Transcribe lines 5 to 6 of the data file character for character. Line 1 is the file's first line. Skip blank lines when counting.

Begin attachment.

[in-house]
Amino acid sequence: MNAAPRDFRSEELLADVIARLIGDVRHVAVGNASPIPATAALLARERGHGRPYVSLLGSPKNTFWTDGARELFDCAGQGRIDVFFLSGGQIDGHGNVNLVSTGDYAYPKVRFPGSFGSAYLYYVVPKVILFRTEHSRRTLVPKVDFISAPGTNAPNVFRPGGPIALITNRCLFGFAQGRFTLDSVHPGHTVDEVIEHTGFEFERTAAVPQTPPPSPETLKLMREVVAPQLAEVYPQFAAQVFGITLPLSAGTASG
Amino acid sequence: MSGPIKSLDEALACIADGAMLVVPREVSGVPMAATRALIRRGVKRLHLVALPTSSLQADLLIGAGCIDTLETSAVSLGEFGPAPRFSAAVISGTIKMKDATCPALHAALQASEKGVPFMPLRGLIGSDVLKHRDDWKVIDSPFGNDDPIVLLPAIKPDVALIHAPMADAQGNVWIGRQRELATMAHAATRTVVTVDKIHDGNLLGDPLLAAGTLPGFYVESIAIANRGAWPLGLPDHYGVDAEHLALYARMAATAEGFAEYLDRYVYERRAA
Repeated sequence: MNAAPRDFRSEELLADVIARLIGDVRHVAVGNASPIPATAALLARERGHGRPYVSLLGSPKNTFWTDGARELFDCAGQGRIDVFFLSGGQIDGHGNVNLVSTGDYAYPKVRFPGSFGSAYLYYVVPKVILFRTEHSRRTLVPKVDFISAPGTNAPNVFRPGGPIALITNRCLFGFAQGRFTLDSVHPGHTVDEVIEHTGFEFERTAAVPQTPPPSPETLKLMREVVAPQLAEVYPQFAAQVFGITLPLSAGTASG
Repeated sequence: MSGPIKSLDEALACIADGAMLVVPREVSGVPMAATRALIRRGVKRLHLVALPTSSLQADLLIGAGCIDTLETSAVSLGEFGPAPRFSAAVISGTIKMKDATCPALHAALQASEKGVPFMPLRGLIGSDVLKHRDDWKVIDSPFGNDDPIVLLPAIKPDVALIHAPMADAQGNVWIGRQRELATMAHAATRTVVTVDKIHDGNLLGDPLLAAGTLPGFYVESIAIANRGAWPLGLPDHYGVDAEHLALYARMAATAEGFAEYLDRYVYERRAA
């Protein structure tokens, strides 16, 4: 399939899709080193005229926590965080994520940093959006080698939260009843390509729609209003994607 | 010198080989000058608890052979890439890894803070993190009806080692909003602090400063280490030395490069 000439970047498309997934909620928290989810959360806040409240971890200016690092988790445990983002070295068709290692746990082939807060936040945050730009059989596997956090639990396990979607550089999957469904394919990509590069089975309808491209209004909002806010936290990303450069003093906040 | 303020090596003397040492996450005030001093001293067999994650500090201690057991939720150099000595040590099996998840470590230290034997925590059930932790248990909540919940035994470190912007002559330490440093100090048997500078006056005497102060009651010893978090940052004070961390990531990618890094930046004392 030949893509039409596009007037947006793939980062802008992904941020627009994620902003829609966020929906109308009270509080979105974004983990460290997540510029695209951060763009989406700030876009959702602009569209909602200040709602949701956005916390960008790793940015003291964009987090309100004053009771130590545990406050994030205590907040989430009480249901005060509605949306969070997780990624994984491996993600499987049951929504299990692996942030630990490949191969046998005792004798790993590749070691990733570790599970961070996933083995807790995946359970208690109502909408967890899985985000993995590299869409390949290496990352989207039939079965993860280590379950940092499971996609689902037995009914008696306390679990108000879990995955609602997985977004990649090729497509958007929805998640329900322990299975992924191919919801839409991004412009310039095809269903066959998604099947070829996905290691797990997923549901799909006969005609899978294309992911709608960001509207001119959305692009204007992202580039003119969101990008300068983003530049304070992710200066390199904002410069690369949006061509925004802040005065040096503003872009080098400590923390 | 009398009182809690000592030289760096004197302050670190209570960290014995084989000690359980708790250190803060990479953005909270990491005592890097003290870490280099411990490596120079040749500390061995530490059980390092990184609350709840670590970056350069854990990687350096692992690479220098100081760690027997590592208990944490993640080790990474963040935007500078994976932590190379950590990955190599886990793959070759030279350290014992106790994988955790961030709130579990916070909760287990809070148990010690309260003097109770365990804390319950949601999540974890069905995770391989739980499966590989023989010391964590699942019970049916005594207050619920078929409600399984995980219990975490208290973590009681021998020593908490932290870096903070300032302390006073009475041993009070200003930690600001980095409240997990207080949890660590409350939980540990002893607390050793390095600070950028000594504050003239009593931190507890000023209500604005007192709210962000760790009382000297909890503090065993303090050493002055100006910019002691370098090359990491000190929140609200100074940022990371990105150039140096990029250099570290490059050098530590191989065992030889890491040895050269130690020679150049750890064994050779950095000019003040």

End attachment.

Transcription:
Repeated sequence: MSGPIKSLDEALACIADGAMLVVPREVSGVPMAATRALIRRGVKRLHLVALPTSSLQADLLIGAGCIDTLETSAVSLGEFGPAPRFSAAVISGTIKMKDATCPALHAALQASEKGVPFMPLRGLIGSDVLKHRDDWKVIDSPFGNDDPIVLLPAIKPDVALIHAPMADAQGNVWIGRQRELATMAHAATRTVVTVDKIHDGNLLGDPLLAAGTLPGFYVESIAIANRGAWPLGLPDHYGVDAEHLALYARMAATAEGFAEYLDRYVYERRAA
């Protein structure tokens, strides 16, 4: 399939899709080193005229926590965080994520940093959006080698939260009843390509729609209003994607 | 010198080989000058608890052979890439890894803070993190009806080692909003602090400063280490030395490069 000439970047498309997934909620928290989810959360806040409240971890200016690092988790445990983002070295068709290692746990082939807060936040945050730009059989596997956090639990396990979607550089999957469904394919990509590069089975309808491209209004909002806010936290990303450069003093906040 | 303020090596003397040492996450005030001093001293067999994650500090201690057991939720150099000595040590099996998840470590230290034997925590059930932790248990909540919940035994470190912007002559330490440093100090048997500078006056005497102060009651010893978090940052004070961390990531990618890094930046004392 030949893509039409596009007037947006793939980062802008992904941020627009994620902003829609966020929906109308009270509080979105974004983990460290997540510029695209951060763009989406700030876009959702602009569209909602200040709602949701956005916390960008790793940015003291964009987090309100004053009771130590545990406050994030205590907040989430009480249901005060509605949306969070997780990624994984491996993600499987049951929504299990692996942030630990490949191969046998005792004798790993590749070691990733570790599970961070996933083995807790995946359970208690109502909408967890899985985000993995590299869409390949290496990352989207039939079965993860280590379950940092499971996609689902037995009914008696306390679990108000879990995955609602997985977004990649090729497509958007929805998640329900322990299975992924191919919801839409991004412009310039095809269903066959998604099947070829996905290691797990997923549901799909006969005609899978294309992911709608960001509207001119959305692009204007992202580039003119969101990008300068983003530049304070992710200066390199904002410069690369949006061509925004802040005065040096503003872009080098400590923390 | 009398009182809690000592030289760096004197302050670190209570960290014995084989000690359980708790250190803060990479953005909270990491005592890097003290870490280099411990490596120079040749500390061995530490059980390092990184609350709840670590970056350069854990990687350096692992690479220098100081760690027997590592208990944490993640080790990474963040935007500078994976932590190379950590990955190599886990793959070759030279350290014992106790994988955790961030709130579990916070909760287990809070148990010690309260003097109770365990804390319950949601999540974890069905995770391989739980499966590989023989010391964590699942019970049916005594207050619920078929409600399984995980219990975490208290973590009681021998020593908490932290870096903070300032302390006073009475041993009070200003930690600001980095409240997990207080949890660590409350939980540990002893607390050793390095600070950028000594504050003239009593931190507890000023209500604005007192709210962000760790009382000297909890503090065993303090050493002055100006910019002691370098090359990491000190929140609200100074940022990371990105150039140096990029250099570290490059050098530590191989065992030889890491040895050269130690020679150049750890064994050779950095000019003040």